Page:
Obesity is associated with numerous comorbidities including cardiovascular disease, diabetes and non-alcoholic fatty liver disease (NAFLD). Obesity pathogenesis is complex and incompletely understood and hence therapeutic options to address the global epidemic of obesity are lacking. In addition, NAFLD is strongly linked to cardiovascular disease. Our recent findings in experimental models have shown that microRNA miR-132 is an important regulator of liver homeostasis. Here, we aimed to assess miR-132 expression in liver and fat tissue of obese individuals and its association with blood pressure and hepatic steatosis.
Obese individuals undergoing bariatric surgery for weight management (n = 14 females/5 males) comprised the cohort of this study. They were 39 ± 2 years old (mean ± SEM) with a body mass index (BMI) of 42 ± 1 kg/m2. Extensive clinical and demographic information was collected for each patient. Supine blood pressure, measured with Omron HEM-907 device, was on average 127 ± 4 mmHg (systolic) and 74 ± 2 mmHg (diastolic) and heart rate 67 ± 24 beats/min. According to Adult Treatment Panel III, the participants had 2.2 ± 0.3 metabolic abnormalities. Quantitative PCR was performed to determine tissue expression of miR-132 in liver and matched subcutaneous and visceral fat biopsies in these patients. Liver biopsies were read by a single hepatopathologist using a standardised pathological approach and graded in terms of steatosis, inflammation and fibrosis.
Hepatic and visceral fat expression of miR-132 were strongly correlated (r = 0.729, P = 0.005). Hepatic miR-132 expression was also correlated with BMI (r = 0.641, P = 0.018), triglycerides (r = 0.604, P = 0.029), systolic blood pressure (r = 0.577, P = 0.039) and heart rate (r = 0.694, P = 0.009). Visceral fat miR-132 expression was associated with BMI (r = 0.746, P < 0.001) and liver steatosis (r = 0.533, P = 0.33). There was no correlation between subcutaneous and visceral expression of miR-132 (P = 0.210).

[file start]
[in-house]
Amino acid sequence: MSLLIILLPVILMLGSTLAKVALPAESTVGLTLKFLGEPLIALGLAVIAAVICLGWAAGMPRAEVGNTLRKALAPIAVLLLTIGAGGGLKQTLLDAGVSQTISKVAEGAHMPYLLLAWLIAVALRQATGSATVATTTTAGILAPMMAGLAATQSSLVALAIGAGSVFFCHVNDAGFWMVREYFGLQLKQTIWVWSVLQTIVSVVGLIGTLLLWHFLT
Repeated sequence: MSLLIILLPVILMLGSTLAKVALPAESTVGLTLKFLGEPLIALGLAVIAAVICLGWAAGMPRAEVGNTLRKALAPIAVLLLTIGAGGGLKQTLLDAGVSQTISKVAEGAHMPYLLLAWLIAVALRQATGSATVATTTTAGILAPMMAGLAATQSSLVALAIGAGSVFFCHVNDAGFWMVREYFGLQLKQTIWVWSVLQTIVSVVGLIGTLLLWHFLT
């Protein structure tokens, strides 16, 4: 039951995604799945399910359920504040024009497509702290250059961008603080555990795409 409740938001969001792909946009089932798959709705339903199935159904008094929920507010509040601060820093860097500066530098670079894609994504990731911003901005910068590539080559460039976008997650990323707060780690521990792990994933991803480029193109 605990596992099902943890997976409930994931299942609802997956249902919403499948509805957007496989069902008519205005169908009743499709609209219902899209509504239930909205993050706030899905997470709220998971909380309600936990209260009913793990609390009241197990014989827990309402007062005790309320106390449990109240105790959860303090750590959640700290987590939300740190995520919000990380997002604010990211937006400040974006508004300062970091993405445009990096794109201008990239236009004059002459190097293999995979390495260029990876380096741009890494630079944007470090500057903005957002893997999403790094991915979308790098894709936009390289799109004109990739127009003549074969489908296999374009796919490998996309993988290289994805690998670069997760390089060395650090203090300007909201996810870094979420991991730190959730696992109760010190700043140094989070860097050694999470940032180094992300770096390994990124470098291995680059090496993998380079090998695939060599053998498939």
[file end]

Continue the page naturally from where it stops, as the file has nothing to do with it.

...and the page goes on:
Our data supports that miR-132 may play a causal role in the cardiovascular and metabolic implications of obesity in humans. Given the increasing public burden of obesity and associated comorbidities, novel therapeutic approaches are needed for prevention and treatment of these diseases. In addition, further targeted search for biomarkers in complex diseases such as obesity, cardiovascular disease and NAFLD are warranted.
1Iverson Health Innovation Research Institute, Swinburne University of Technology, Melbourne, Australia
2Baker Heart & Diabetes Institute, Melbourne, Australia
3The Hebrew University of Jerusalem, Jerusalem, Israel
4Dobney Hypertension Centre, School of Medicine and Pharmacology, Royal Perth Hospital Unit, University of WA, Perth, Australia